Law and crime biography, Journals and memoirs, General non-fiction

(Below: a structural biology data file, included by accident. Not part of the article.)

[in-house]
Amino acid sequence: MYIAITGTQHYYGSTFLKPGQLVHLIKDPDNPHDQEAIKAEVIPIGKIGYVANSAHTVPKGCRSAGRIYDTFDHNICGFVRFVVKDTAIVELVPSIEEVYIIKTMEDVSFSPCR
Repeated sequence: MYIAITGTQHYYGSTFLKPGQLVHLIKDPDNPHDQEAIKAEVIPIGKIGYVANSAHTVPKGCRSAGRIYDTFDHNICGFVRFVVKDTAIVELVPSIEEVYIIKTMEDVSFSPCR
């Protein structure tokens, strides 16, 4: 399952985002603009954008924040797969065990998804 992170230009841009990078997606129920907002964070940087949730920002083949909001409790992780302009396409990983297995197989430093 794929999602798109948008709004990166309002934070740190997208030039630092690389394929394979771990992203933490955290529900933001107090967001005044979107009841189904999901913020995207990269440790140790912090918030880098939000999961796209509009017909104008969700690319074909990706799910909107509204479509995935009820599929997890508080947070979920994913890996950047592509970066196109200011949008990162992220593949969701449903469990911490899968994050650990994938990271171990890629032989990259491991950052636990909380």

An intimate and no-holds-barred memoir by Canada's top defence lawyer, Nothing But the Truth weaves Marie Henein's personal story with her strongly held views on society's most pressing issues, legal and otherwise. With Nothing But the Truth, Marie Henein, arguably… the most sought-after lawyer in the country, has written a memoir that is at once raw, beautiful, and altogether unforgettable. Her story, as an immigrant from a tightknit Egyptian-Lebanese family, demonstrates the value of strong role models--from her mother and grandmother, to her brilliant uncle Sami who died of AIDS. She learned the value of hard work, being true to herself and others, and unapologetically owning it all. Marie Henein shares here her unvarnished view on the ethical and practical implications of being a criminal lawyer, and how the job is misunderstood and even demonized. Ironically, her most successful cases made her a "lightning rod" in some circles, confirming her belief that much of the public's understanding of the justice system is based on popular culture, and social media, and decidedly not the rule of law. As she turns 50 and struggles with the corrosive effect on women of becoming invisible, Marie doubles down on being even more highly visible and opinionated as she deconstructs, among other things, the otherness of the immigrant experience (Where are you really from?), the pros and cons of being a household name in this country, opening her own boutique law firm, and the likes of Martha Stewart and her commoditization of previously unpaid female labour. Nothing But the Truth is refreshingly unconstrained and surprising--a woman at the top of her game in a male-dominated world.